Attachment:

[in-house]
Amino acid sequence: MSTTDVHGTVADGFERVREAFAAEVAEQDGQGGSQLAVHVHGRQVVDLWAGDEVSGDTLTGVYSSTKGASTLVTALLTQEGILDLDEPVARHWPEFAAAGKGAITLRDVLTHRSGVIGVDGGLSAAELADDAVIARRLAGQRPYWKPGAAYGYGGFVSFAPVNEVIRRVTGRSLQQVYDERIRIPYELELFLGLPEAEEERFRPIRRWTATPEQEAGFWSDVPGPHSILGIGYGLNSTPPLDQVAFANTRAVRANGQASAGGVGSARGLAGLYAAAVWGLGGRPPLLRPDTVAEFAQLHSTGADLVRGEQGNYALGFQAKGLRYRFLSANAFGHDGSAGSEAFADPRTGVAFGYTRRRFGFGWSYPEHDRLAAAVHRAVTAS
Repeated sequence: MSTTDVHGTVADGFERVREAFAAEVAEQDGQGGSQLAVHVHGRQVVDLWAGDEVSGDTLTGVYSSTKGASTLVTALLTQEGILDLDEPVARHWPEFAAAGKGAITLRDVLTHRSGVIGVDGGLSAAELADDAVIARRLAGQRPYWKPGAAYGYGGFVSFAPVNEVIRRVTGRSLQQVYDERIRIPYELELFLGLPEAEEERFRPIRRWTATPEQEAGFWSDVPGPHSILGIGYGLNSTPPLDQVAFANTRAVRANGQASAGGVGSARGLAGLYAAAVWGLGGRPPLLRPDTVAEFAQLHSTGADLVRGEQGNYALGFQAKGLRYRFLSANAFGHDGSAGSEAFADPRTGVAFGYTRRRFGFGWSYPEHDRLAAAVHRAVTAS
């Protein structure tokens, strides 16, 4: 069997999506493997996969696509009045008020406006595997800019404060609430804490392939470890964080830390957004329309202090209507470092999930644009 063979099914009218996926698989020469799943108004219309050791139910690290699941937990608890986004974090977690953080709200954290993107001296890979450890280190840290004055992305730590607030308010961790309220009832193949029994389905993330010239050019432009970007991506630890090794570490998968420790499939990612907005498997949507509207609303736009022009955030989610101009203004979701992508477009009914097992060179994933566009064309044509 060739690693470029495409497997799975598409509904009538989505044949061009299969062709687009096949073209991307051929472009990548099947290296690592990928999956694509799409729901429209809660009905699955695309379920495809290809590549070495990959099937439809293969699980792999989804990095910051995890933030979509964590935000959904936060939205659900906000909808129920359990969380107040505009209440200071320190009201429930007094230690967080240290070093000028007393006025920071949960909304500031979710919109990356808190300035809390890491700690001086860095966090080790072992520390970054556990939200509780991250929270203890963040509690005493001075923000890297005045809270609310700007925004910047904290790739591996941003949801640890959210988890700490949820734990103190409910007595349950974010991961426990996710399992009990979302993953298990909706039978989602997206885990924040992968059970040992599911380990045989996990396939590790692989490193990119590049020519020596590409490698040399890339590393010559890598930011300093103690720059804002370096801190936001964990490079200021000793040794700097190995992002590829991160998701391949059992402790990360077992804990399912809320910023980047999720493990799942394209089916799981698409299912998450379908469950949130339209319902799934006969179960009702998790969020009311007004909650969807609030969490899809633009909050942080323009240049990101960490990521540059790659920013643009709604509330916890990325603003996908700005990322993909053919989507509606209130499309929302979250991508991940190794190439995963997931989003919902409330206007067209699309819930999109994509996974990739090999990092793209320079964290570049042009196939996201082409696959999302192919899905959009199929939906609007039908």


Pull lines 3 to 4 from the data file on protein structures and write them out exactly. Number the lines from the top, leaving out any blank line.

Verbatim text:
Repeated sequence: MSTTDVHGTVADGFERVREAFAAEVAEQDGQGGSQLAVHVHGRQVVDLWAGDEVSGDTLTGVYSSTKGASTLVTALLTQEGILDLDEPVARHWPEFAAAGKGAITLRDVLTHRSGVIGVDGGLSAAELADDAVIARRLAGQRPYWKPGAAYGYGGFVSFAPVNEVIRRVTGRSLQQVYDERIRIPYELELFLGLPEAEEERFRPIRRWTATPEQEAGFWSDVPGPHSILGIGYGLNSTPPLDQVAFANTRAVRANGQASAGGVGSARGLAGLYAAAVWGLGGRPPLLRPDTVAEFAQLHSTGADLVRGEQGNYALGFQAKGLRYRFLSANAFGHDGSAGSEAFADPRTGVAFGYTRRRFGFGWSYPEHDRLAAAVHRAVTAS
């Protein structure tokens, strides 16, 4: 069997999506493997996969696509009045008020406006595997800019404060609430804490392939470890964080830390957004329309202090209507470092999930644009 063979099914009218996926698989020469799943108004219309050791139910690290699941937990608890986004974090977690953080709200954290993107001296890979450890280190840290004055992305730590607030308010961790309220009832193949029994389905993330010239050019432009970007991506630890090794570490998968420790499939990612907005498997949507509207609303736009022009955030989610101009203004979701992508477009009914097992060179994933566009064309044509 060739690693470029495409497997799975598409509904009538989505044949061009299969062709687009096949073209991307051929472009990548099947290296690592990928999956694509799409729901429209809660009905699955695309379920495809290809590549070495990959099937439809293969699980792999989804990095910051995890933030979509964590935000959904936060939205659900906000909808129920359990969380107040505009209440200071320190009201429930007094230690967080240290070093000028007393006025920071949960909304500031979710919109990356808190300035809390890491700690001086860095966090080790072992520390970054556990939200509780991250929270203890963040509690005493001075923000890297005045809270609310700007925004910047904290790739591996941003949801640890959210988890700490949820734990103190409910007595349950974010991961426990996710399992009990979302993953298990909706039978989602997206885990924040992968059970040992599911380990045989996990396939590790692989490193990119590049020519020596590409490698040399890339590393010559890598930011300093103690720059804002370096801190936001964990490079200021000793040794700097190995992002590829991160998701391949059992402790990360077992804990399912809320910023980047999720493990799942394209089916799981698409299912998450379908469950949130339209319902799934006969179960009702998790969020009311007004909650969807609030969490899809633009909050942080323009240049990101960490990521540059790659920013643009709604509330916890990325603003996908700005990322993909053919989507509606209130499309929302979250991508991940190794190439995963997931989003919902409330206007067209699309819930999109994509996974990739090999990092793209320079964290570049042009196939996201082409696959999302192919899905959009199929939906609007039908």